Just Thursday, in another disturbing example of a state official’s apparently failing to exercise her duties without undue bias, former Georgia prosecutor Jacquelyn Lee Johnson was indicted and accused of hindering the effective prosecution of the three men accused of killing Ahmaud Arbery in cold blood last year and “showing favor and affection” to a defendant. Although Johnson was voted out of office in November, holding her accountable for her actions by criminal prosecution would be another step in the right direction.

While the outcomes of these cases have yet to be determined, we should be encouraged by these efforts to shine a light on the role that state and local actors other than the police play every day in perpetuating and reinforcing the discriminatory treatment of people and communities of color at the hands of law enforcement. And make no mistake, the same implicit and explicit bias that infects American policing — born out of the legacy of slavery and institutional racism in this country — drives the actions (and inactions) of medical personnel and officers of the court who interact with Black people who find themselves in state custody.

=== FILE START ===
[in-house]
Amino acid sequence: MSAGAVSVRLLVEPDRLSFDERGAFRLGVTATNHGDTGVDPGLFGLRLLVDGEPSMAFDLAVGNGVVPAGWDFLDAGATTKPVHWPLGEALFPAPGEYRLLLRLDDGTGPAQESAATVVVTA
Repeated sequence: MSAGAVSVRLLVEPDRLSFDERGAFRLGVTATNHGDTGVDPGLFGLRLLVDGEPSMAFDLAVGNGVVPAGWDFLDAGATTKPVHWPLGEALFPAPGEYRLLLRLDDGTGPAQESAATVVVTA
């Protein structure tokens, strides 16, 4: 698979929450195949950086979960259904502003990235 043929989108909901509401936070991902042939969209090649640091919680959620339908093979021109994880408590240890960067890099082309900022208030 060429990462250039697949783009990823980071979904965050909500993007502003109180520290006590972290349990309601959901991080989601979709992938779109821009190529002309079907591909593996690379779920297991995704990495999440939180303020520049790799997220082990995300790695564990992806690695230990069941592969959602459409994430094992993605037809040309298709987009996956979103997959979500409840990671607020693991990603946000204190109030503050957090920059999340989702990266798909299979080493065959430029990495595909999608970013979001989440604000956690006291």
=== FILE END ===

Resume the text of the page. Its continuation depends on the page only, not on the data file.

While the Aurora panel stopped short of blaming racial bias for the paramedics’ actions, it did make it clear that “factors such as increased perception of threat, perception of extraordinary strength, perception of higher pain tolerance, and misperception of age and size can be indicators of bias,” rightly urging the city to “assess its efforts to ensure bias-free policing, implicit or otherwise.”

But the city of Aurora, and countless other state and local governments across the country, must go further and ensure that the same racism and bias that abide within police departments are also eradicated from those entities that have shielded law enforcement from accountability for so long.